In town election counting speeds up process | TahoeDailyTribune.com
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In town election counting speeds up process

The whirring of a ballot-counting machine filled City Council chambers Tuesday night for the first time in the history of South Lake Tahoe.

The process went relatively smoothly and vote counting is expected to return to the city for major elections.

“It’s not historic, that’s taking it a little too far, but we feel very good about being able to provide this service,” said Michele Mac Intyre, head of El Dorado County Elections Department. “We’ll probably do it for the major elections in March and November.



“There were a couple of little glitches in the beginning with information not going over the modem as quickly as it should have, but there are always things to make changes to.”

The city, incorporated in 1965, has counted its own votes in the past by hand.




“It’s totally amazing,” said Sharon Lee, a resident of South Lake Tahoe for 26 years. “I think the counting being done here is just wonderful. You get the idea of what happens and how it happens.”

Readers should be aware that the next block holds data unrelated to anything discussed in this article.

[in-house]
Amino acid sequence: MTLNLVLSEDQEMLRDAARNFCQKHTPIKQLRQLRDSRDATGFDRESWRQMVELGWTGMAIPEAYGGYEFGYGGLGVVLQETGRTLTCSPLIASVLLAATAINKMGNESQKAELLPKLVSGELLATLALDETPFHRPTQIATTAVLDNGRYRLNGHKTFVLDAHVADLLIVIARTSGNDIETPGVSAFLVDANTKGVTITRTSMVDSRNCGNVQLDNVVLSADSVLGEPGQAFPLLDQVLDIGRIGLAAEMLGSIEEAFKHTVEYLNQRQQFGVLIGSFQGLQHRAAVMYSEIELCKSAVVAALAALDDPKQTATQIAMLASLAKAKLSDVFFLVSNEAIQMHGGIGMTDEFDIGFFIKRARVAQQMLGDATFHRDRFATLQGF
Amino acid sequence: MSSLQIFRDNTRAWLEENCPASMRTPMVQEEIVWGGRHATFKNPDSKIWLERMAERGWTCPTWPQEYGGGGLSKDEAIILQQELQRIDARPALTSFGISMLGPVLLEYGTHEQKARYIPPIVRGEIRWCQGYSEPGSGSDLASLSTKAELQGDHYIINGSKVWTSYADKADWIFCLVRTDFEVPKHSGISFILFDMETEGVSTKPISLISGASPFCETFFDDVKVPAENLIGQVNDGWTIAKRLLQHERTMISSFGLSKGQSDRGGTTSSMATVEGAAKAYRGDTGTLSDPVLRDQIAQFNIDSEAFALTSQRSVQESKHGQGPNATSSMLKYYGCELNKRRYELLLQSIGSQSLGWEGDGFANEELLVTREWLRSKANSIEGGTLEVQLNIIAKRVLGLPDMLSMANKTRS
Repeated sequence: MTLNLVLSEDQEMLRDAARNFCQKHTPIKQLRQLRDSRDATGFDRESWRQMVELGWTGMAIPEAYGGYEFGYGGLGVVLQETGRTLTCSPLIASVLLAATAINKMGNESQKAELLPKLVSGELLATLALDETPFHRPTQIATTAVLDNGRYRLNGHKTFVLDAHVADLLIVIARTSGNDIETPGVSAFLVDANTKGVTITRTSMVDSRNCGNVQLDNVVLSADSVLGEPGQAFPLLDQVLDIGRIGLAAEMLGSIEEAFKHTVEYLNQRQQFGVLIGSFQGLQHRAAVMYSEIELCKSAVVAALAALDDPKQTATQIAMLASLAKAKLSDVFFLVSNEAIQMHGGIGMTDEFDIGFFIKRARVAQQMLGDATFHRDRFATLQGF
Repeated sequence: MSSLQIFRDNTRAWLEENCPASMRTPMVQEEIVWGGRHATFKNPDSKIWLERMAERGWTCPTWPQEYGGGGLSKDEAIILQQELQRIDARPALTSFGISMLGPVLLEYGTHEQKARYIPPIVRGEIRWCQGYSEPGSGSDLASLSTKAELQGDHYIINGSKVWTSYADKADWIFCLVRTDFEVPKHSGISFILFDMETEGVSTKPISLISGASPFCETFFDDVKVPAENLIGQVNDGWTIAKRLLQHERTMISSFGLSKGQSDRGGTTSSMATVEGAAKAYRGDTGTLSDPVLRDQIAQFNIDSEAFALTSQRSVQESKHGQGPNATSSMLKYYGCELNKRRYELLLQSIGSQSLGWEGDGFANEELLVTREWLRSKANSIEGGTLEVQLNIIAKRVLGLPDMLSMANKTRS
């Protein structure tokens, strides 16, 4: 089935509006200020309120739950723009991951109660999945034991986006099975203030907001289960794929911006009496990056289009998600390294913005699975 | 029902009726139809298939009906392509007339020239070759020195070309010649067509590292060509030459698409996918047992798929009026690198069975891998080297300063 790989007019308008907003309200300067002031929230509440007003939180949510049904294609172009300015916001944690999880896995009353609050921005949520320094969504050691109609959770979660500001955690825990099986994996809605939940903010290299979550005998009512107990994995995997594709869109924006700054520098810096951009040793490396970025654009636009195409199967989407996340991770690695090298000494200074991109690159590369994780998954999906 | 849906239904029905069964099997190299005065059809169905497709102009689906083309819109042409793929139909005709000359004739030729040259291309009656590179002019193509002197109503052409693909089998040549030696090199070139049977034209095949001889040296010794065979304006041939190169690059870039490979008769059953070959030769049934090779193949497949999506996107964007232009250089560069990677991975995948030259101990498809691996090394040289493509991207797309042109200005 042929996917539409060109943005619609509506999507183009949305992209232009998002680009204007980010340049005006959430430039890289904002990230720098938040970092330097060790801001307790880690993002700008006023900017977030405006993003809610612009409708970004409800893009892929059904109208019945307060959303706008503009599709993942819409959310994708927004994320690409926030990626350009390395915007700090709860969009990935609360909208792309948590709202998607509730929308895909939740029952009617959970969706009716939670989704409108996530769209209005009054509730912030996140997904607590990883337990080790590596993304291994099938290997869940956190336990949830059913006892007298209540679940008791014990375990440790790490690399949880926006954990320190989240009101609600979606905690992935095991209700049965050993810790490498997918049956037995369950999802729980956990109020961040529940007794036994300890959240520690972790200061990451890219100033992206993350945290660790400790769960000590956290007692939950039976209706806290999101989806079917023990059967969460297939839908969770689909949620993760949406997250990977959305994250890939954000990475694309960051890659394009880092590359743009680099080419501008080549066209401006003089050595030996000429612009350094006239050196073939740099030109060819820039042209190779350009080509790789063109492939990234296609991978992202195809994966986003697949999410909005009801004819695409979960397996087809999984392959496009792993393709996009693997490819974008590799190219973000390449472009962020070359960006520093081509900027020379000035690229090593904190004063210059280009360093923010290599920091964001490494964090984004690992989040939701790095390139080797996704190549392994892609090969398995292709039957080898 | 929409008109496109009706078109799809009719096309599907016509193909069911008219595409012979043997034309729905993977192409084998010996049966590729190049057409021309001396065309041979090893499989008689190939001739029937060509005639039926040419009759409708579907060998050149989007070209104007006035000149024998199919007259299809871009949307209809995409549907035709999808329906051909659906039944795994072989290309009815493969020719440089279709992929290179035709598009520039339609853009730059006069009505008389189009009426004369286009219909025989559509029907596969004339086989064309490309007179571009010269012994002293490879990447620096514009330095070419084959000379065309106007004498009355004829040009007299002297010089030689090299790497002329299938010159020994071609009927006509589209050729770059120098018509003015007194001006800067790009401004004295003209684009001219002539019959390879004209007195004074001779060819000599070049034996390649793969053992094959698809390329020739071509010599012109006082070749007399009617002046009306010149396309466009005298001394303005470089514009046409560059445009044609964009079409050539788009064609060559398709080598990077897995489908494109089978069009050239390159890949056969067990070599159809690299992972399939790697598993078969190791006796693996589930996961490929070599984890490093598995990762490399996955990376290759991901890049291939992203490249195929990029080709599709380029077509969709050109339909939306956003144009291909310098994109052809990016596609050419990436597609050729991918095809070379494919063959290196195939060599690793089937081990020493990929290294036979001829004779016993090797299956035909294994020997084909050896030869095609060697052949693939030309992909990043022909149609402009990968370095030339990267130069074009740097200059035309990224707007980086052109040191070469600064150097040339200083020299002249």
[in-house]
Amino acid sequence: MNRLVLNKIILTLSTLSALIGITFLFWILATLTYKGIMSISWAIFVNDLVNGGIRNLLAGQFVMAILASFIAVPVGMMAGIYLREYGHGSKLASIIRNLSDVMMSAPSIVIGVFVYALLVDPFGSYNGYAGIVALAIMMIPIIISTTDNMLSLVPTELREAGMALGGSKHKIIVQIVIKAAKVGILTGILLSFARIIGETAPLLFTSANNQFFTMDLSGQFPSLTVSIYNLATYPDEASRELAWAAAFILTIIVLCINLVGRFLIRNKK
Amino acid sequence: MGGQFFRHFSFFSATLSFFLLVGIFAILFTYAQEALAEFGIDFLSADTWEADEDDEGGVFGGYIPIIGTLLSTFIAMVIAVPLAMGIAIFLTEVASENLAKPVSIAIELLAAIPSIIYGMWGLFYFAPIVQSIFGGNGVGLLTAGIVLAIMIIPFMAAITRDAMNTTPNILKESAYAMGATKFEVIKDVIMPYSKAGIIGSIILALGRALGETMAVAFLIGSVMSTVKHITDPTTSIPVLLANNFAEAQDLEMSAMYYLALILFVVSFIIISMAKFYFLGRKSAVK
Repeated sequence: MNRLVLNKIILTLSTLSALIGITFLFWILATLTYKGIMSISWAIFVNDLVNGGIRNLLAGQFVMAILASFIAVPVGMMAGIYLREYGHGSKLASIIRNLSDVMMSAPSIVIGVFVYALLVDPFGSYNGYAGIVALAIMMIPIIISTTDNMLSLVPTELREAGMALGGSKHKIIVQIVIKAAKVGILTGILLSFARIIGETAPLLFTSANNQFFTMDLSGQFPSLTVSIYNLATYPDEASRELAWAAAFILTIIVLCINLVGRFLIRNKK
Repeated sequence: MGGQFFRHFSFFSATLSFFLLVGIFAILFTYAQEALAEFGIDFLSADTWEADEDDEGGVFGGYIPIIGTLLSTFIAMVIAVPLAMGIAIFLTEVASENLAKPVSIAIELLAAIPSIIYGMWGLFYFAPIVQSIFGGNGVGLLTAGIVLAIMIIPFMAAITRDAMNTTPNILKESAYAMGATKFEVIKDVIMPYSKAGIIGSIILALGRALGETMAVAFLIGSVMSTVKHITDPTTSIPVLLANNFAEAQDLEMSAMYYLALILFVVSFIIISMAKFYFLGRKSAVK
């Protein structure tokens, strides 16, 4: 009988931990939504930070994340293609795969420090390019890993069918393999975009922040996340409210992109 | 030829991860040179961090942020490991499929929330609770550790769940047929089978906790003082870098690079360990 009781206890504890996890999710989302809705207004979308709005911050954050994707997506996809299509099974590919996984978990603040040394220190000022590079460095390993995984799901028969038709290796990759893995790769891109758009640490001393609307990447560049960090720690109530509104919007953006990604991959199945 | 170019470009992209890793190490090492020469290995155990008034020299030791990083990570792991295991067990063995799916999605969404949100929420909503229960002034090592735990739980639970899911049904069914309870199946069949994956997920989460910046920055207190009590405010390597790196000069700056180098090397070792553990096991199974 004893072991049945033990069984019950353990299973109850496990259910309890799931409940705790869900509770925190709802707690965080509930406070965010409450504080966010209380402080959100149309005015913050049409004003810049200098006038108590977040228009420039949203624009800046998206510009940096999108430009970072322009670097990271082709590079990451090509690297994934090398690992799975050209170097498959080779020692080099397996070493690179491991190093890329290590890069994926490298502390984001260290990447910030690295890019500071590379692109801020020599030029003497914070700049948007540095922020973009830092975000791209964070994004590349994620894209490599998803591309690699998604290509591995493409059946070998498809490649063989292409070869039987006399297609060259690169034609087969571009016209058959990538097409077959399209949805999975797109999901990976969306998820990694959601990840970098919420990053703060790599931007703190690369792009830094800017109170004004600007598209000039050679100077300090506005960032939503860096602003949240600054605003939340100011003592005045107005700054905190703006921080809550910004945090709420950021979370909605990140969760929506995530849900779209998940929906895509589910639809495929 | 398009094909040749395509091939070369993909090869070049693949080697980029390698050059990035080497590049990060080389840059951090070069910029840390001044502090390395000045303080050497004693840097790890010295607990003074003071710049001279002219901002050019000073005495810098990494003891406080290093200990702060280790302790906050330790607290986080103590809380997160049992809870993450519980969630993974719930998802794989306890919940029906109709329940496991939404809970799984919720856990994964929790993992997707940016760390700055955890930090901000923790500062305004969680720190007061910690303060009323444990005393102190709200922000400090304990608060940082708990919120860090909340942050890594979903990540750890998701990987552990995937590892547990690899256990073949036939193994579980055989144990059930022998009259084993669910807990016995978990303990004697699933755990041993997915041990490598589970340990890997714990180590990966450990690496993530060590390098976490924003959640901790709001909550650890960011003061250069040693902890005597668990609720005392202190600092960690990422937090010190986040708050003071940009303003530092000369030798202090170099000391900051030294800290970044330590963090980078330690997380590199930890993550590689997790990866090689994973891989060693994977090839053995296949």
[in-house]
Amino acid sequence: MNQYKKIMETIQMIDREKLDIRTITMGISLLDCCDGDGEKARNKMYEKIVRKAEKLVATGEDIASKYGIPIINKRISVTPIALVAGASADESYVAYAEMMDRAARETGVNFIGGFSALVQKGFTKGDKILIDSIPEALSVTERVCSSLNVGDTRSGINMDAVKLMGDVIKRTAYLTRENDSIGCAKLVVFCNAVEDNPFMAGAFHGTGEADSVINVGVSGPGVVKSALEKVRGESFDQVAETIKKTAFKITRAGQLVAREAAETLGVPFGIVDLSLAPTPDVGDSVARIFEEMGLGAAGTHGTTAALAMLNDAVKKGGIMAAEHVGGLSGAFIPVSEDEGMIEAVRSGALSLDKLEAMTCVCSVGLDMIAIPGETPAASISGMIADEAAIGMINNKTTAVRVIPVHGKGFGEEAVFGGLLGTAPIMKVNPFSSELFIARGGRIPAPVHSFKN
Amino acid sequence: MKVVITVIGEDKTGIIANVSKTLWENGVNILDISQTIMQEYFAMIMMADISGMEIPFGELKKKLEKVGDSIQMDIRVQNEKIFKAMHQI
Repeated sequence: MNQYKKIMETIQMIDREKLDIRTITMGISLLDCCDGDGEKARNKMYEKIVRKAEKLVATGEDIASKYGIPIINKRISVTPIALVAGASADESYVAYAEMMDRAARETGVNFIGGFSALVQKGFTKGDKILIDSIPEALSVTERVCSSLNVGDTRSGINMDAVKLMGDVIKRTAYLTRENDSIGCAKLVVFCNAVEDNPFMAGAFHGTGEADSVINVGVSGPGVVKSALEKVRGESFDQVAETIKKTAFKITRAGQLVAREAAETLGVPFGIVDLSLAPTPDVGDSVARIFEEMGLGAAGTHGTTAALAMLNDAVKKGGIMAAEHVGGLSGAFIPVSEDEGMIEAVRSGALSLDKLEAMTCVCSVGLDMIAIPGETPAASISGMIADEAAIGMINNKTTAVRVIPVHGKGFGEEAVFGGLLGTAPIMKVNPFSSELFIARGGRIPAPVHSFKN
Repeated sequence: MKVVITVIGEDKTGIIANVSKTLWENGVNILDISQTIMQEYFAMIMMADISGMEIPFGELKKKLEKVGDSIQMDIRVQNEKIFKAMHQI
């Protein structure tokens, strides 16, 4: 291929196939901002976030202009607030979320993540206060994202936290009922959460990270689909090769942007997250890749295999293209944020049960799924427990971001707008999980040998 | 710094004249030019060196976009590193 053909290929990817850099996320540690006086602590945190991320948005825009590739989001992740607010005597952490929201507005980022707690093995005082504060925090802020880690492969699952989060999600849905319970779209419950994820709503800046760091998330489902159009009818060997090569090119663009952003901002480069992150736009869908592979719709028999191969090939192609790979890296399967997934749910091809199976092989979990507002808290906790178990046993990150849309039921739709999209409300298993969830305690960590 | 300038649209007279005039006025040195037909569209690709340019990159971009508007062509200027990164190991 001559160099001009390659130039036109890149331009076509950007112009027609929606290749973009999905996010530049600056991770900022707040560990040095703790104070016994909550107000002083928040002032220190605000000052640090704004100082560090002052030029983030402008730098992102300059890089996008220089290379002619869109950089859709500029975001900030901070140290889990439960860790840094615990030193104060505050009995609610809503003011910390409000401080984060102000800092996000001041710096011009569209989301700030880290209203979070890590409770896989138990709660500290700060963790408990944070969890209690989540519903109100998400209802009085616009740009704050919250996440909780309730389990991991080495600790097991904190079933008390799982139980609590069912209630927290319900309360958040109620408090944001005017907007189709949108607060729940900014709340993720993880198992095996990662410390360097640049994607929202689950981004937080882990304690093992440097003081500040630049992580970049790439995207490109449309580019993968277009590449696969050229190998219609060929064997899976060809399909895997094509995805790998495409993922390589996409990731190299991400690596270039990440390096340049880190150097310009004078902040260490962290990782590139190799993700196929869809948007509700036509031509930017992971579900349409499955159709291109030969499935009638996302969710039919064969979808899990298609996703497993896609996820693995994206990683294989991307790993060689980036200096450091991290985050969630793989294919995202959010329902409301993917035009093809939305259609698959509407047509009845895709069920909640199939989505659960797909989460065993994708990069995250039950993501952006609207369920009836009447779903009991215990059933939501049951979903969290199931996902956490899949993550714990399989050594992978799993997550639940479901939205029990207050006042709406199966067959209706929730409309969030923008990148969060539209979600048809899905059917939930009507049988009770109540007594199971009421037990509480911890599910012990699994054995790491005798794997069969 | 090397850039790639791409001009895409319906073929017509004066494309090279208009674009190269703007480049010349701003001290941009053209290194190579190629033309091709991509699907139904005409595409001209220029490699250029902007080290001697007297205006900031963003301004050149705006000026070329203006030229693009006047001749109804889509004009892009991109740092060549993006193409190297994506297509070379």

“It’s cool,” said Judy Days, a South Lake Tahoe resident for 18 years. “It’s time we brought Tahoe into the 21st century.”

About 50 people gathered in the chambers to talk, drink coffee, eat cookies and buzz around as a ballot reading machine clacked away. After each of the city’s 10 precincts were counted, a modem sent the information to the El Dorado County Elections Department in Placerville.

“It saves us three hours,” said Dave Solaro, El Dorado County supervisor representing South Shore. “We get the results at 10:30 p.m. instead of 1:30 a.m. It’s a service the county is providing that’s way overdue.”

To save money, the city in 1982 began to contract the job of vote counting to El Dorado County. Ever since, ballots had to be driven to Placerville by sheriff’s deputies to be counted. They wouldn’t arrive in Placerville until nearly 10:30 p.m., about the same time the ballots were finished being counted on Tuesday.

Votes continued to be driven to Placerville until September 2000 when the Elections Department first brought equipment to South Lake Tahoe to count votes for a special election. The election was for a bond initiative, Measure S, that raised money for recreation facilities.

The election became the test run for remote ballot counting in the city. It went well and gave the Elections Department the confidence to try it again.

— Greg Crofton can be reached at gcrofton@tahoedailytribune.com


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